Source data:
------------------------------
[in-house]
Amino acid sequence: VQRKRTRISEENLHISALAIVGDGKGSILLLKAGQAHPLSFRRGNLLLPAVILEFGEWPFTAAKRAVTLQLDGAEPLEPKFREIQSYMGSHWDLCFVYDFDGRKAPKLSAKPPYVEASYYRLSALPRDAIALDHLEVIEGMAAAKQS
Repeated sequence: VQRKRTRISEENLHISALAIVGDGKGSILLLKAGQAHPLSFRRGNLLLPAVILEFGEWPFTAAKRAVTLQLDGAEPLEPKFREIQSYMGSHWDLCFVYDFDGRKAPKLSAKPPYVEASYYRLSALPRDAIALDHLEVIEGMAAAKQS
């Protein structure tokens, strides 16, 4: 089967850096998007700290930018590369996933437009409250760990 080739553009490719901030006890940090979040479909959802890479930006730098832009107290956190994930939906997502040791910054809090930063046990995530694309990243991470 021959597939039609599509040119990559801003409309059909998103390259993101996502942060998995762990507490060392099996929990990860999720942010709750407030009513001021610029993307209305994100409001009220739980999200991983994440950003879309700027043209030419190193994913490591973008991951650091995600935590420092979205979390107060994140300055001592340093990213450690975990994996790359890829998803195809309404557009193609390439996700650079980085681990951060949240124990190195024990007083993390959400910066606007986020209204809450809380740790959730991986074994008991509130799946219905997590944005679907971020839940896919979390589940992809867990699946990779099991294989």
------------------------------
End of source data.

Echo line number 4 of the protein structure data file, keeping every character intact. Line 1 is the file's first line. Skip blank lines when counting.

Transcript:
């Protein structure tokens, strides 16, 4: 089967850096998007700290930018590369996933437009409250760990 080739553009490719901030006890940090979040479909959802890479930006730098832009107290956190994930939906997502040791910054809090930063046990995530694309990243991470 021959597939039609599509040119990559801003409309059909998103390259993101996502942060998995762990507490060392099996929990990860999720942010709750407030009513001021610029993307209305994100409001009220739980999200991983994440950003879309700027043209030419190193994913490591973008991951650091995600935590420092979205979390107060994140300055001592340093990213450690975990994996790359890829998803195809309404557009193609390439996700650079980085681990951060949240124990190195024990007083993390959400910066606007986020209204809450809380740790959730991986074994008991509130799946219905997590944005679907971020839940896919979390589940992809867990699946990779099991294989």